Governor’s COVID-19 update

Gov. Andy Beshear

Gov. Andy Beshear on Wednesday updated Kentuckians on the state’s actions to fight COVID-19.

“We are going to get through this because we have shown, even with a worldwide health pandemic, we can come together, unite, know what it takes, and manage something as aggressive and deadly as COVID-19,” the Governor said. “The only way we can reopen safely is if we continue to test and people work with our contact tracers.”

Gov. Beshear and administration officials offered new guidance for Kentucky schools looking to open safely in the fall, new sites for in-person unemployment insurance claims service and new drive-through testing locations as part of the commonwealth’s partnership with Kroger. Information was also provided about a major settlement that will provide millions of dollars to Kentucky’s rural hospitals and major announcements aimed at making Kentucky’s Appalachian region the AgriTech center of America.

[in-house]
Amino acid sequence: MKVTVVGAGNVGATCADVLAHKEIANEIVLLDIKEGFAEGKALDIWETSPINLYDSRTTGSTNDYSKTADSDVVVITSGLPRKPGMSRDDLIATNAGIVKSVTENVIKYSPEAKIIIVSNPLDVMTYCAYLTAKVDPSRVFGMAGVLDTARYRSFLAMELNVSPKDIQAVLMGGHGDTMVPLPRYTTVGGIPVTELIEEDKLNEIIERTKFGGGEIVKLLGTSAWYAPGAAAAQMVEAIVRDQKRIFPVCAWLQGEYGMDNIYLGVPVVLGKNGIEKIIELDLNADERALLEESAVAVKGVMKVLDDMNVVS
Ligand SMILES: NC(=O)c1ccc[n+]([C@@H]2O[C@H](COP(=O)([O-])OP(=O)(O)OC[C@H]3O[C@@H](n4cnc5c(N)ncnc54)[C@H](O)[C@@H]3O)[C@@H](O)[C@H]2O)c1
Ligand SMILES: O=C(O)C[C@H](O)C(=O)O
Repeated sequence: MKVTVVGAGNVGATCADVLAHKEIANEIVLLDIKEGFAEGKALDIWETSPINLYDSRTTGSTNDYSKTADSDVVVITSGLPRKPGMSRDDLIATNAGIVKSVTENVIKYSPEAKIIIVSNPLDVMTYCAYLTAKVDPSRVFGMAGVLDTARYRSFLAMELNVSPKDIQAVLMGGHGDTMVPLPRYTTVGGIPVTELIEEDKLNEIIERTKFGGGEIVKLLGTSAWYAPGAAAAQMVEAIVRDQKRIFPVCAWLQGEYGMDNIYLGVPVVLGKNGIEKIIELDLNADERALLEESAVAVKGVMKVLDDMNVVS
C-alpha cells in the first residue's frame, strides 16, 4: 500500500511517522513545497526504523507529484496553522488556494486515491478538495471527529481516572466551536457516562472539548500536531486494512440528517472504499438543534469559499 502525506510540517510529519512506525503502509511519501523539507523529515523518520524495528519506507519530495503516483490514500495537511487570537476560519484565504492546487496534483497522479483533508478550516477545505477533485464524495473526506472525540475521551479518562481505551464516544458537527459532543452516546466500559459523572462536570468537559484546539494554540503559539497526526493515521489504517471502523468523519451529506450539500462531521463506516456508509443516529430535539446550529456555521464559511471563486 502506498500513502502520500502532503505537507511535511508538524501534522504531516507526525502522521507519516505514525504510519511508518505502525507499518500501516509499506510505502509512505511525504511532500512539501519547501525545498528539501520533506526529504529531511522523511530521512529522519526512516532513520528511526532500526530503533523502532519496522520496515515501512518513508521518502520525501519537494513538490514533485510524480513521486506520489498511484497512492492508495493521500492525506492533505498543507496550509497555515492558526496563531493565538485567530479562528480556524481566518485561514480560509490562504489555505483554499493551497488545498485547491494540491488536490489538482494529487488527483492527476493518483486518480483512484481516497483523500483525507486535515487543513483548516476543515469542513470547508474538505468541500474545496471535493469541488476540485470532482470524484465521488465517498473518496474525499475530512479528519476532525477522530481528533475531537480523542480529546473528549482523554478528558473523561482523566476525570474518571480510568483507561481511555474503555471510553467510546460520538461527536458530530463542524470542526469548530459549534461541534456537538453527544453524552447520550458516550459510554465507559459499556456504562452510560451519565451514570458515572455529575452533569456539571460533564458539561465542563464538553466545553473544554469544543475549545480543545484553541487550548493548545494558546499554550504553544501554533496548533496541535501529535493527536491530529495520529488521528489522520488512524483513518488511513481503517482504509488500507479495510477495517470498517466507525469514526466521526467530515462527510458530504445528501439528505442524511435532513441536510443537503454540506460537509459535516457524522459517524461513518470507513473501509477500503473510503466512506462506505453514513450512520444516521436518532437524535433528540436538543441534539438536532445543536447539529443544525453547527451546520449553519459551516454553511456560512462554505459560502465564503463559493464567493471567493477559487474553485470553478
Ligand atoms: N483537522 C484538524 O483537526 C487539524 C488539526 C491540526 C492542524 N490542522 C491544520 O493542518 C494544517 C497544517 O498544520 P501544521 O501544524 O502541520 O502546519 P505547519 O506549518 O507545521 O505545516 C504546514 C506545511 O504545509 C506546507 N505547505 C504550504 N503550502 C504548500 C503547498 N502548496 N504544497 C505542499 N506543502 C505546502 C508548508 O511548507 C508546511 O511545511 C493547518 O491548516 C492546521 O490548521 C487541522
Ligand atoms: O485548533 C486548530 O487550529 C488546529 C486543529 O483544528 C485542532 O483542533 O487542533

Case Information
As of 4 p.m. June 24, Gov. Beshear said there were at least 14,363 coronavirus cases in Kentucky, 229 of which were newly reported Wednesday.

Dr. Steven Stack, Kentucky’s commissioner for public health, warned that health officials have tied many cases to travel outside of the state.

“We have now identified here in Kentucky numerous people that have returned from Myrtle Beach with COVID-19,” Dr. Stack said. “I have to continue to urge and beg folks to be careful. It is not the time to be cavalier because we have a scenario where a place that was just starting the reopening process went from being fine to a state of emergency in three weeks.”

Unfortunately, Gov. Beshear reported one new death Wednesday, raising the total to 538 Kentuckians lost to the virus.

The death reported Wednesday was an 89-year-old man from Laurel County.

“It sounds when we say, ‘Only one death,’ like it is a good day, but it’s not a good day for that family. Let’s remember that and continue to light our homes up green. Compassion is needed more in this world than ever for so many reasons. Let’s make sure we keep showing it as Kentuckians,” the Governor said. “I hope that we learned that when we show compassion, when we talk to each other without initial judgement or anger, when we can put other people and their wellbeing ahead of ourselves, that’s a special place to be, and I think Kentucky is that place.”